Washington, DC,17 January 2020 (PAHO/WHO) – The Departments of Health Systems and Services, Evidence and Intelligence for Action in Health, and the Caribbean Sub-Regional Programme and, through the Virtual Campus of Public Health of the Pan American Health Organization’s (VCPH/PAHO), delivered four English-language courses in 2019 on epidemiology and surveillance for public health practitioners in Caribbean countries. The courses were designed to strengthen capacities on the understanding and use of epidemiologic tools and public health surveillance in health systems in the Region.
The courses comprise a set of three courses on public health epidemiology: Basic Epidemiological Concepts, Measurement of Health Status, Epidemiological Methods; and the fourth course on Introduction to Surveillance. The courses are taken consecutively, with the successful completion of each course being a pre-requisite for continuing on to the next level.
Approximately 100 professionals from fourteen countries and territories in the Caribbean participated in one or more of the courses contributing to strengthening human resource capacity for surveillance and response in these countries and territories, in compliance with the International Health Regulations (IHR).
The first course, Basic Epidemiological Concepts, provides an introduction to some key epidemiologic concepts, allowing participants the opportunity to enhance their understanding of the fundamentals of epidemiology, and build skills in applying basic epidemiological principles to their work as public health practitioners.
The second course, Measurement of Health Status, aims to enhance learners' understanding and use of common epidemiologic tools, data sources and methods for measuring, monitoring and visually representing the health of a community and to identify and define a basic set of health status indicators.
The third course, Epidemiological Methods, enables learners to synthesize and apply the information learned in the previous two courses.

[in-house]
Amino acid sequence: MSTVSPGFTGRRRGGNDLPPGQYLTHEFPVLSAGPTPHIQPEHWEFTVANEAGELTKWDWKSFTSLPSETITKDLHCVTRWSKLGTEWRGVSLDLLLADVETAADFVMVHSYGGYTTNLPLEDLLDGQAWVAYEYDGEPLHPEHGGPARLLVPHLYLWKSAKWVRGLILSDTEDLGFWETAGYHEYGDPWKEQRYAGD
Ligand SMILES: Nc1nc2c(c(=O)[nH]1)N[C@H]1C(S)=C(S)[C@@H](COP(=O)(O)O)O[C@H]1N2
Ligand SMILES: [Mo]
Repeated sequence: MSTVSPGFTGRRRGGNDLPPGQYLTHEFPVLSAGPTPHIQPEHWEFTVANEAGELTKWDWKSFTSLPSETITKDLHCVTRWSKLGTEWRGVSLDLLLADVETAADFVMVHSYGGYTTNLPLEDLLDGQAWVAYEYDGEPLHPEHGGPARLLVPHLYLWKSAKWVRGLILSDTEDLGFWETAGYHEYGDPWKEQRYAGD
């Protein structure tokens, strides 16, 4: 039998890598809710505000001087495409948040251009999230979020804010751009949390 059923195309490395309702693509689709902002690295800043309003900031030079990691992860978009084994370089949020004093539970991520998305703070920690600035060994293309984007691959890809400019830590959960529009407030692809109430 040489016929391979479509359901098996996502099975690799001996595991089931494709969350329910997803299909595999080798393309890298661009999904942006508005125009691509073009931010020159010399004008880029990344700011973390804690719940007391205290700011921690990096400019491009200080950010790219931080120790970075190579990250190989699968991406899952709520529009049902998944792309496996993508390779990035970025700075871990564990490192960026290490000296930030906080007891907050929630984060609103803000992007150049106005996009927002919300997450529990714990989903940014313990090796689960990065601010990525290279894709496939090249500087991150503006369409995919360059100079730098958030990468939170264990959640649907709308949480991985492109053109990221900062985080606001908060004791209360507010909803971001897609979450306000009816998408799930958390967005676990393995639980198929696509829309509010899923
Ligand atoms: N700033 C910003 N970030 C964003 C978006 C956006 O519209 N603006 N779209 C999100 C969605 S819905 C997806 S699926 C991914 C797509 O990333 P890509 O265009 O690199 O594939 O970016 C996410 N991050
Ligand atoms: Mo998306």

The fourth course, Introduction to Surveillance, aims to advance knowledge and the ability to participate in the various aspects of the public health surveillance cycle and to use public health surveillance systems to move data from information to action in the workplace.
All the courses are tutored and target front line health workers from the Caribbean working in public health surveillance or epidemiology. These can include but are not limited to, environmental health workers, inspectors, doctors, nurses, laboratory technicians, veterinarians, statisticians, among others. While the majority of the learners hail from ministries of health, participants are also included from other ministries and entities involved in surveillance, communicable disease control, and International Health Regulations, such as ministries of agriculture and others. Participants are nominated by the relevant national authorities in each country.
This initiative is part of the support that the PAHO Departments noted above offer to the Caribbean countries and territories in continuing education programs through the Virtual Campus. In July 2017, the Virtual Campus launched the Caribbean Node, with English-speaking courses selected based on content, structure, applicability, and relevance for the Caribbean countries.
Participants’ comments about the courses:
“I enjoyed the course overall, and the discussion and views expressed by other participants which allowed for deeper thought outside of the notes, as discussions were practical and relevant to current issues in the workplace where epidemiology can and is applied.” Basic Epidemiological Concepts
“I have extended my knowledge of epidemiology through this course and with every lesson I am learning something new.” Measurement of Health Status
“I recommend this course to all public health personnel who would not have had formal training in Epidemiology and Public Health. On completion of this course, I have a better foundation from which to contribute to public health. Moreover, I have a greater desire to pursue a Master in Public Health with Epidemiology concentration.” Epidemiological Methods
“Upon completion of this course I now view epidemiology from a different perspective and I will continue to use the knowledge gained to improve my daily work as a public health practitioner. I would recommend this course to my colleagues.” Epidemiological Methods
“This was a very informative course, I have acquired a vast amount of knowledge which will help me enhance my duties within the Ministry of Public Health, it will also enable me to help my colleagues in areas which they may not understand and together we can work towards achieving a common goal thereby enhancing our productivity.” Introduction to Surveillance